A look at the winners and losers following Sunday’s race at Richmond Raceway…
Denny Hamlin: Hamlin was in desperate need of a clean race Sunday. After six weeks of mediocre finishes — or worse — Hamlin and crew chief Chris Gabehart executed the perfect strategy to win at Richmond, collecting Hamlin’s first top-10 finish of the year. Until Sunday, the No. 11 team’s best finish had been 13th at Phoenix Raceway, one of only two top 15s. It was a dismal start for Hamlin, who has gone to the Championship 4 round of the playoffs in three of the last four seasons. One week doesn’t erase those poor finishes but winning provides optimism in the short term.
Kevin Harvick: Harvick hasn’t had any flashy moments through the first quarter of the regular season, but a second-place finish is a wonderful result for the No. 4 team. The result is Harvick’s first top five of the season and first since finishing third at Kansas in October 2021. The 2014 champion is in the midst of a 50-race winless streak, and Richmond marks his fourth runner-up since last winning at Bristol in September 2020. At Richmond, he and crew chief Rodney Childers capitalized on excellent execution, following a near-identical strategy as Hamlin but pitted one lap sooner. Now the team seeks to build on its positive momentum.
Kyle Larson: Crazy as it may sound for someone who won 10 races and a title last year, Larson needed a good run Sunday and got one. His fifth-place finish snapped a streak of three straight finishes of 29th or worse, including two crashes (Atlanta, Circuit of the Americas) and one engine failure (Phoenix). Larson has led just three laps since finishing runner-up at Las Vegas on March 6, but he turned in his first top-five finish at Richmond since winning there in September 2017.
Christopher Bell: Bell, like his Joe Gibbs Racing teammate Hamlin, has just needed to avoid mistakes this season. He accomplished that goal for the second week in a row, scoring a sixth-place finish on the heels of finishing third at COTA last time out. Bell led a career-high 63 laps Sunday and was a legitimate contender all day, posting the third-best average running position of the day (5.54). The No. 20 team struggled to start the season, notching four finishes of 23rd or worse in the first five races. But recent consistency may turn Bell in a driver to watch in weeks to come.
Austin Dillon: Speaking of consistency, give credit to Dillon and his No. 3 team. He finished 10th for the second consecutive week and posted his fourth finish of 11th or better in seven races, including a runner-up effort at Auto Club. No, Dillon hasn’t been nearly as prominent as young teammate Tyler Reddick, who has led 97 laps this season to Dillon’s one. But the team has strung together respectable finishes and is beginning to make it a habit it will want to sustain.
Kyle Busch: Busch was running in sixth place with 55 laps to go when NASCAR penalized him for tape on the grille of his No. 18 Toyota. After serving the penalty five laps later, Busch rallied to finish ninth, which almost certainly seemed like a win given that the final 137 laps went green. But Busch should have finished higher than he did. Doubly frustrating for his crew chief Ben Beshore was that the tape was mistakenly placed on the grille multiple stops prior. Beshore later sought to speak with NASCAR officials about the timing of the penalty, but those discussions won’t change the final results.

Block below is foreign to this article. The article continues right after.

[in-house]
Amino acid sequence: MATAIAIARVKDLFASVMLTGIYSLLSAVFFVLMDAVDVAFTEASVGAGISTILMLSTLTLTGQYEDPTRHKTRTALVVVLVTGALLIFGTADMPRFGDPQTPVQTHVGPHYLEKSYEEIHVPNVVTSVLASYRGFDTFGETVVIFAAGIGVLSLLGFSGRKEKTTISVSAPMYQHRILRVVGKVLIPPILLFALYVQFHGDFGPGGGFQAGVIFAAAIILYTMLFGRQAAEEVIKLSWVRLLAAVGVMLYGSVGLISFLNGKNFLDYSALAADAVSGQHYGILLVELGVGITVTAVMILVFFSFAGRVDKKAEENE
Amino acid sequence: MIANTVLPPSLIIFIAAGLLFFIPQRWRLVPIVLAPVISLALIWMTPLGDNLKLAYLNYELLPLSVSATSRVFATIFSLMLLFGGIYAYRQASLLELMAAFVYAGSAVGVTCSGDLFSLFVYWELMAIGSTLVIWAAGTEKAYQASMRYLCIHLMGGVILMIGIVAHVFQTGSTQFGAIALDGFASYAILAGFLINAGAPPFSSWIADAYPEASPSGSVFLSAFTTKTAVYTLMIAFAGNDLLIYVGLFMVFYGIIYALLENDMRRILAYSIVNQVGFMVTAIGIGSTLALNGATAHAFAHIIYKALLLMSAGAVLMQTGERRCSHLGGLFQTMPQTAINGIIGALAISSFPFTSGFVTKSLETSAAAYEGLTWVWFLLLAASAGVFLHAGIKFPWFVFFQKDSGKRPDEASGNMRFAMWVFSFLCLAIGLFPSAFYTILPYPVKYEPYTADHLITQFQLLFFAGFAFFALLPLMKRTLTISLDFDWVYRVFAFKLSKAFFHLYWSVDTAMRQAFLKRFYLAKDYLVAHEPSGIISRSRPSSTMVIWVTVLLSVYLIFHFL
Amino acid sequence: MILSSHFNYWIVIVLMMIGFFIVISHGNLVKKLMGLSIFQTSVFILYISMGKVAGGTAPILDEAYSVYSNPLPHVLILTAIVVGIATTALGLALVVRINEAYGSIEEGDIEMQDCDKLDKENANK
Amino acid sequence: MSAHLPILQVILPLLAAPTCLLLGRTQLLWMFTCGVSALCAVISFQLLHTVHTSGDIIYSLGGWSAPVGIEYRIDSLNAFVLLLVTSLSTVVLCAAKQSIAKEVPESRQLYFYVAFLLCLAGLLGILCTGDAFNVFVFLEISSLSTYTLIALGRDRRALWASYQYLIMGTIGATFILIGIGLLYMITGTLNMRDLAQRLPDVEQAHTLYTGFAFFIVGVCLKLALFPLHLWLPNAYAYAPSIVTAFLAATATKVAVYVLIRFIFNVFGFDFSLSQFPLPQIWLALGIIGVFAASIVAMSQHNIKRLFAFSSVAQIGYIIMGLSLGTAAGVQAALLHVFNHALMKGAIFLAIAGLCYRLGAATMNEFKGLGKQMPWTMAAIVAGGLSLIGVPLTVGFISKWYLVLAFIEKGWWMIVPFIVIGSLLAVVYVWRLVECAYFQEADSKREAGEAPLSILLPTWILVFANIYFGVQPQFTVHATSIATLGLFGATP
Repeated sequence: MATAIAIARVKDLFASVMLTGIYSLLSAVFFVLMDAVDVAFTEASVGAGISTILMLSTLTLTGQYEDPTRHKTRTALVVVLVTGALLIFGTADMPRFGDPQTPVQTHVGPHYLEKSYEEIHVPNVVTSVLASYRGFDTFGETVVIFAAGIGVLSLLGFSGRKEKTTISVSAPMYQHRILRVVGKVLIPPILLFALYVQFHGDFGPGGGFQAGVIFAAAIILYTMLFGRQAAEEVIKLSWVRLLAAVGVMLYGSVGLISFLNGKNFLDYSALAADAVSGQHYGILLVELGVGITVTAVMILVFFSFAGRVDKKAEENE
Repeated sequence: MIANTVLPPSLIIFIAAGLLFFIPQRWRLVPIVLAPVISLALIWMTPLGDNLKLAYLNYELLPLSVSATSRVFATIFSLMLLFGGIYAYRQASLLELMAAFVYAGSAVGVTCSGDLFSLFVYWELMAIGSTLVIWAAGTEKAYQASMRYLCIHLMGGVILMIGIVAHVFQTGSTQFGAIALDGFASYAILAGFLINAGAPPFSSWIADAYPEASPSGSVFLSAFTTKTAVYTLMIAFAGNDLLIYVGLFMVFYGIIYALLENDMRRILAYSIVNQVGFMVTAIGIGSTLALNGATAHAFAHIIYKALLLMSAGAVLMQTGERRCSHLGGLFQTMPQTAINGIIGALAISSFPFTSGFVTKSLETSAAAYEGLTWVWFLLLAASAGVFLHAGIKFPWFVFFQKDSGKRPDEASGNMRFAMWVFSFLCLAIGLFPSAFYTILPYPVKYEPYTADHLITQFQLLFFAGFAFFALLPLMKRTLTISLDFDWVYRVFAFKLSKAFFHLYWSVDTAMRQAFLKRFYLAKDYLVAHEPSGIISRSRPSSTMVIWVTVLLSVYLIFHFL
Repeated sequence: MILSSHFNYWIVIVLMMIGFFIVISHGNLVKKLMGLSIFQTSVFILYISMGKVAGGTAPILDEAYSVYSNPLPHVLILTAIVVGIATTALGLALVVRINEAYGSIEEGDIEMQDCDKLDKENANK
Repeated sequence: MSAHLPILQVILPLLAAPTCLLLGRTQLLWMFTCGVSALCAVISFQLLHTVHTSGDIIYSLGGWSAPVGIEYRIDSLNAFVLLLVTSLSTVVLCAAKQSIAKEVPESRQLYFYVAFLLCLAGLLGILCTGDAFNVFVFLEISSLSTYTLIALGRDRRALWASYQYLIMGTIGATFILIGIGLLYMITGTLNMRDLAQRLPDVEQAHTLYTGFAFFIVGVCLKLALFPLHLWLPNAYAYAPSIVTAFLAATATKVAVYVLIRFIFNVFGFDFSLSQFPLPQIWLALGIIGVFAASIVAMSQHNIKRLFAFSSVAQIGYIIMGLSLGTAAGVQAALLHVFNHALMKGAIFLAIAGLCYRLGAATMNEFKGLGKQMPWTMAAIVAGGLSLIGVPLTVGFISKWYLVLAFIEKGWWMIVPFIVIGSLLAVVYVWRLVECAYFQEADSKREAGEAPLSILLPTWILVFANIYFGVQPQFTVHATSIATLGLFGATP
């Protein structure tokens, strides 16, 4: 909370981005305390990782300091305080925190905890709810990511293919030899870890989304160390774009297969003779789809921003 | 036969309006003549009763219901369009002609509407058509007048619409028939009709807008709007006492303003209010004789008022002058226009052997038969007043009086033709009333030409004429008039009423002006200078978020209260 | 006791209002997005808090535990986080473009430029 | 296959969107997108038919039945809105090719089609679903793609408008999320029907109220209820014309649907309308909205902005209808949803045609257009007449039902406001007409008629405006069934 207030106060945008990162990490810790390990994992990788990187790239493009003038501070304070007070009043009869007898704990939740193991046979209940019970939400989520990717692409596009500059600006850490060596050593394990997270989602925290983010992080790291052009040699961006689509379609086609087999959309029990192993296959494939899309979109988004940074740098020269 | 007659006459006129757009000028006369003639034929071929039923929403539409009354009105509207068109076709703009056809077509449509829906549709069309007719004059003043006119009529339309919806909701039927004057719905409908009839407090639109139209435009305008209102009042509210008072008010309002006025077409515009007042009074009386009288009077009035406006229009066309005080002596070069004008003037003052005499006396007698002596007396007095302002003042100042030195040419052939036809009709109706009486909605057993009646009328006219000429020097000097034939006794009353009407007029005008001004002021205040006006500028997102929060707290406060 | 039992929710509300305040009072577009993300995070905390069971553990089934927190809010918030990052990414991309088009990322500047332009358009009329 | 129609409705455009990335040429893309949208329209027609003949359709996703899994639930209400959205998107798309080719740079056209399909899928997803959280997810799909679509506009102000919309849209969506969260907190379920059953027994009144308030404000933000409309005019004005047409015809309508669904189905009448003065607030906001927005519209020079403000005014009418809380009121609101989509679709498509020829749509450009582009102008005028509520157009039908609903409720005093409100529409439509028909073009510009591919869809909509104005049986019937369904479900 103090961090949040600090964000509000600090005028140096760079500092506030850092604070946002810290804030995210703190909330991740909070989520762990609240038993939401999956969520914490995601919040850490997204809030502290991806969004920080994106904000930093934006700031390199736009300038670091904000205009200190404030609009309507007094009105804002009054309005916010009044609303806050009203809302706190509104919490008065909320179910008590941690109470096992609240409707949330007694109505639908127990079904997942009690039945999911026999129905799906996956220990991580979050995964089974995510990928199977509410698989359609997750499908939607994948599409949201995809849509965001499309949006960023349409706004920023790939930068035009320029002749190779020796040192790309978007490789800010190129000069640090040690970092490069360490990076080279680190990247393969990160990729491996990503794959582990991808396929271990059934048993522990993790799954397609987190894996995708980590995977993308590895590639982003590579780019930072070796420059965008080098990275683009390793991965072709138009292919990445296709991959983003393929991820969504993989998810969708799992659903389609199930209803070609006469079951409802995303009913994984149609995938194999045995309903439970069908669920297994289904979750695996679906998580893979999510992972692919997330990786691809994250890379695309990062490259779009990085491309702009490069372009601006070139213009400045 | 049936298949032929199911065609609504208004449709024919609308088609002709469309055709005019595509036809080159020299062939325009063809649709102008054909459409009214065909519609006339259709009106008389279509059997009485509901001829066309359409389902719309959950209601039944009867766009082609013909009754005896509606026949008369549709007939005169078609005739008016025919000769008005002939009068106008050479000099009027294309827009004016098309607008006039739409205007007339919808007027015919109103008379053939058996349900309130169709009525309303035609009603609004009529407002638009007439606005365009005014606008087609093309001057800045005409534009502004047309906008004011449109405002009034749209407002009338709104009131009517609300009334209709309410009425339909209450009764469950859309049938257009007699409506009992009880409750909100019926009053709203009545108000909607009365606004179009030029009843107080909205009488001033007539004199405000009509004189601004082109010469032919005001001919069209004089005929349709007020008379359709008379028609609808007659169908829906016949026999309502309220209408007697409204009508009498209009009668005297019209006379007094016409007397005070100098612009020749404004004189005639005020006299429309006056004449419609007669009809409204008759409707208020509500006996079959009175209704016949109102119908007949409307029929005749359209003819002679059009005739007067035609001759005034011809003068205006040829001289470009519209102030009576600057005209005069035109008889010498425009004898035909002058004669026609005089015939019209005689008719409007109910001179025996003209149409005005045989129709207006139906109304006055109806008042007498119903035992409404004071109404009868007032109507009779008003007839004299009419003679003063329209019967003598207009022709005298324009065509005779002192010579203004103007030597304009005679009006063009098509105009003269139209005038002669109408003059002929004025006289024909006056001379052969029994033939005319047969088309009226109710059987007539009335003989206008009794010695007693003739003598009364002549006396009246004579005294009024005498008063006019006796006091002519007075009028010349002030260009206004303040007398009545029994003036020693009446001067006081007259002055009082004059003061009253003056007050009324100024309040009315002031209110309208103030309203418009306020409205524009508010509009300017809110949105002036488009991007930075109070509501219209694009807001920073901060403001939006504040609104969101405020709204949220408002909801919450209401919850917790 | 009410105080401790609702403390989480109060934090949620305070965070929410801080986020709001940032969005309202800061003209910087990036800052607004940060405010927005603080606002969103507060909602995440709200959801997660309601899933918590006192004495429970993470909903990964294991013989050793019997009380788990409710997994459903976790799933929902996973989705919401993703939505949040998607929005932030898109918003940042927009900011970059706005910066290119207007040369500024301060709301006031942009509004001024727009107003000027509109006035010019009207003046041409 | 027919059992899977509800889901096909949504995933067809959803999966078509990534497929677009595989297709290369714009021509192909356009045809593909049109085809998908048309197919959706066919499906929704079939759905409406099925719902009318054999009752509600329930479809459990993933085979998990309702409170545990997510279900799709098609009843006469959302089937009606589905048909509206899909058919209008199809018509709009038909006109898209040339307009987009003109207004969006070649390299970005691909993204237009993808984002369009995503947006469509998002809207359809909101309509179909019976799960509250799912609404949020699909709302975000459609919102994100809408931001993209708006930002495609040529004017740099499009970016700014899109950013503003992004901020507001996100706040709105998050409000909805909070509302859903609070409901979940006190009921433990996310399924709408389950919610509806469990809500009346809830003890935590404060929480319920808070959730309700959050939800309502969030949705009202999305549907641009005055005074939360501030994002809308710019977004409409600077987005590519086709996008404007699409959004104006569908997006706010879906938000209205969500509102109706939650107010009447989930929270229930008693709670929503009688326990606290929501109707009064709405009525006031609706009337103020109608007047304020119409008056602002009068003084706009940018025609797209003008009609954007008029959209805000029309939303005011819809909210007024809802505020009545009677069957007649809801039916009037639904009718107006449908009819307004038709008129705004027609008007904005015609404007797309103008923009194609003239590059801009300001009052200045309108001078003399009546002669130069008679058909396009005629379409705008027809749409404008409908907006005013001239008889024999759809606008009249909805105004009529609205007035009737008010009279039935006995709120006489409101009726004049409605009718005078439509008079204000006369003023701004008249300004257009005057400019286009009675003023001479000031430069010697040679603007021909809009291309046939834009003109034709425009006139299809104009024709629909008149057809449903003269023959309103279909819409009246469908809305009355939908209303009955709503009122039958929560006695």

Chase Elliott: While each of Elliott’s three Hendrick Motorsports teammates finished inside the top 10, Elliott was nowhere to be found late. A nonfactor while William Byron led a career-best 122 laps, Elliott quietly finished 14th at Richmond. The No. 9 team notched the 10th-best average running position (10.34) and never seemed to be in the mix. The 2020 champion is tied with Ryan Blaney for the series points lead, so the sky is not falling for Elliott or his fans. However, he has just one top-five finish through the season’s first seven races.
Joey Logano: Logano spent the first half of the day running well inside the top 10, but problems on pit road plummeted the No. 22 car down the running order. Under the day’s fifth and final caution, Logano entered pit road second but encountered an issue with its jack on the left side of the vehicle. Logano exited the pits 20th and never recovered, finishing the race 17th, the first car one lap down. The result is Logano’s second consecutive finish outside the top 15, following a 31st-place finish after an incident at COTA.
Ross Chastain: One week, you’re in the winners’ section; the next, you’re in the losers’. After netting his first career win at COTA last week, Chastain struggled mightily at Richmond. Admittedly, he wasn’t alone as Trackhouse Racing teammate Daniel Suarez didn’t fare much better, but Chastain’s 19th-place finish highlighted how quickly racing fates can change. Chastain’s streak of top-three finishes ends at four, relegating Chastain outside the podium positions for the first time since finishing 29th at Auto Club on Feb. 27.
This sport will humble you quick. 😳
We had a really fast @iFLY / @onxhomes @TeamChevy for 75% of the race. We just didn’t have a good last run or so. If these are our “bad” days, this @TeamTrackhouse will be just fine! pic.twitter.com/yuzMDgf0Pw
— Ross Chastain (@RossChastain) April 4, 2022
Kurt Busch: Remember a few weeks ago when Busch had quietly settled into fifth in the point standings with two straight top fives? Life happens fast in the Cup Series, a lesson the 23-year veteran knows all too well. Busch finished 35th, 109 laps down at Richmond after a fuel-pump issue sent him behind the wall after just 11 laps. That followed a 32nd-place finish at COTA after getting caught up in the same accident that took out Larson and Logano. Busch sits 18th in points, dropping five spots Sunday.